Courtesy of The Female Soldier

“I accidentally managed to take a picture that became world-famous and became a symbol of the revolution.” -Vagn Hansen, the Photographer

914: Erika Szeles

Soldier in the Hungarian Revolution of 1956

Born: 6 January 1941, Budapest, Kingdom of Hungary (Present-day Budapest, Third Hungarian Republic)

Died: 8 November 1956, Budapest, Hungarian People's Republic (Present-day Budapest, Third Hungarian Republic)

Before the fighting broke out Erika was an apprentice cook at a hotel in Budapest. Her family was Jewish, and her father was killed during the Shoah in 1944, though the exact circumstances of his death are unknown. Erika’s mother was a staunch Communist and died herself after hearing of Stalin’s death in 1953 (according to one story, another says she was still alive when Erika died, so who knows).

Even though her mother was a communist, Erika reportedly became disenfranchised with the regime after falling in with an older friend. This same friend would later encourage Erika to join the fighting in the Revolution.

Erika used a machine gun and fought on the frontlines. The 1956 revolution broke out after Hungarians fought to push the Soviets, who had invaded, out of their country and become free of the USSR once and for all. On November first, the now-famous photograph of Erika holding her weapon was snapped by a Danish photographer. Three days later some other friends convinced Erika she was too young, only fifteen, to be fighting. She put down the gun and became a volunteer nurse instead, working for the Red Cross.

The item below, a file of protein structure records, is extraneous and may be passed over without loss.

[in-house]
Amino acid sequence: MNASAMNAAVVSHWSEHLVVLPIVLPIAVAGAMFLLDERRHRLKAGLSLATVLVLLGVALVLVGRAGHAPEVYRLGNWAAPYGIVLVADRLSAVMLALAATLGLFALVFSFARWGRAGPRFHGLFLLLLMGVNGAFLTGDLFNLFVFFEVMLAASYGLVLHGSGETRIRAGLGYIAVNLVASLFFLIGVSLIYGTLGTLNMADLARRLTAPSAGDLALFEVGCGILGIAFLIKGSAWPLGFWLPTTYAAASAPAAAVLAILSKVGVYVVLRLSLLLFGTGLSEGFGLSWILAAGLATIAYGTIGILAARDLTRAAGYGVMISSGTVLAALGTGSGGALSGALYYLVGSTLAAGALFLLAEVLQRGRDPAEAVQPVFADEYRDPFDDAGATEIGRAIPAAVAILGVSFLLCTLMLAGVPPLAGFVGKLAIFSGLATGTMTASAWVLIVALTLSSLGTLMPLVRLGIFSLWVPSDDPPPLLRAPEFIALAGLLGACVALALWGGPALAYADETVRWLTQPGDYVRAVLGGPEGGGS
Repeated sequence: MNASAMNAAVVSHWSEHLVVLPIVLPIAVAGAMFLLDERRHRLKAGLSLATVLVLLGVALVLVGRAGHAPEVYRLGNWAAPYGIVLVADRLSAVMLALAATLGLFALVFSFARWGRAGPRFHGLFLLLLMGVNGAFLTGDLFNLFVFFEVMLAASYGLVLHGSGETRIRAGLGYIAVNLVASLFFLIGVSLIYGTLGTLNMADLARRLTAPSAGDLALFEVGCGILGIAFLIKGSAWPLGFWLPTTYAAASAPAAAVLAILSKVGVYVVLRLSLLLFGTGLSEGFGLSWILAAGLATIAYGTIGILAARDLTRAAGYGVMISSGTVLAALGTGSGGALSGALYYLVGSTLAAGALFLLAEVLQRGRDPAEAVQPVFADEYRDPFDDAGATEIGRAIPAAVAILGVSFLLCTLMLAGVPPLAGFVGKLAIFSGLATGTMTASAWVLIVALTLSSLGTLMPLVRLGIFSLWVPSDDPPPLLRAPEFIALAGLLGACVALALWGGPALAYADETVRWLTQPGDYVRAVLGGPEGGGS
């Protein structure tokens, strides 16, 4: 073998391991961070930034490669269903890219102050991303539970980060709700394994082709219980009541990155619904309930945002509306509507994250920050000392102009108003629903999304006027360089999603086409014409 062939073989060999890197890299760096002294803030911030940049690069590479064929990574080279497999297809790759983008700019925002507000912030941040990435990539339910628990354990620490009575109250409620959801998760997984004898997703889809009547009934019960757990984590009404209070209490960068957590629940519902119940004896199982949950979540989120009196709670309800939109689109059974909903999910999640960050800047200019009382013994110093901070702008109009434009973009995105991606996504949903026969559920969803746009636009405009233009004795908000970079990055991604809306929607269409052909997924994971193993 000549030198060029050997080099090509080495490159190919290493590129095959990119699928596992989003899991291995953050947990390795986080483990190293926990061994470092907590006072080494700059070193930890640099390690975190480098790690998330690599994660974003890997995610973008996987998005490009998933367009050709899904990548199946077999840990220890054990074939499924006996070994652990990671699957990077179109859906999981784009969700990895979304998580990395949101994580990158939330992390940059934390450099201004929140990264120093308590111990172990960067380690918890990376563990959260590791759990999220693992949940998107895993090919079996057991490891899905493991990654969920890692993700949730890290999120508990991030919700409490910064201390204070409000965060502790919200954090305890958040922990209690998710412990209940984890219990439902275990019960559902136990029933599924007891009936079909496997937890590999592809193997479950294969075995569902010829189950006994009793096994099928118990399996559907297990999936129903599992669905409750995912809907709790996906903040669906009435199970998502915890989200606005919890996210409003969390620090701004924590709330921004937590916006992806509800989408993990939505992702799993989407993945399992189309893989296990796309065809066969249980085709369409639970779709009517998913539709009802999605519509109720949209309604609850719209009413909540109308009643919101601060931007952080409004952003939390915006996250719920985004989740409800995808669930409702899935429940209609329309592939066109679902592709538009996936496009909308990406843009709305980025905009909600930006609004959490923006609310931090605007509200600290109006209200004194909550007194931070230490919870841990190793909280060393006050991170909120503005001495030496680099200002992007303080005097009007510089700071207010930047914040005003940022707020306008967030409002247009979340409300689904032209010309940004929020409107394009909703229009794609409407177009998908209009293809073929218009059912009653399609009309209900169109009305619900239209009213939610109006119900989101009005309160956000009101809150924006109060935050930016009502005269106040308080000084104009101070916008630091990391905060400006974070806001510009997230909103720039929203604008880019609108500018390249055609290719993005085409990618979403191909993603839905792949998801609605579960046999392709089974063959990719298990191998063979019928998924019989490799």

Erika was gunned down in the streets of Budapest four days later. At the time, she was tending to a wounded friend, was completely unarmed, and was wearing a uniform with the red cross of a nurse on it.

The photo that had been taken of Erika only a week before soon graced the covers of magazines across the Western world. Few who saw it knew Erika was already dead. Her image inspired others to stand up and fight for their own freedoms. Though Hungary would not become free of the Soviet Union following the Revolution's end, they did slowly gain more and more freedoms, culminating in their complete separation from the USSR in 1989.

The photographer did not know Erika’s identity when he snapped the photo. In 2006, as the fiftieth anniversary of the uprising approached, some who remembered the picture decided to try and track down who the girl in the photo was. It took two years, but finally in 2008 Erika’s story was recovered, and her heroism for her country was remembered once more.

It should be noted that Hungary gave women the same/equal rights as men in 1945. That year, Hungarian men and women were both given the right to vote, and universities began admitting female students. This allowed for women to play a large role in the 1956 Revolution, including being some of the first to come out in large numbers to mass demonstrate in the streets of Budapest. Today, Erika is seen as a hero in Hungary, and rightly so.

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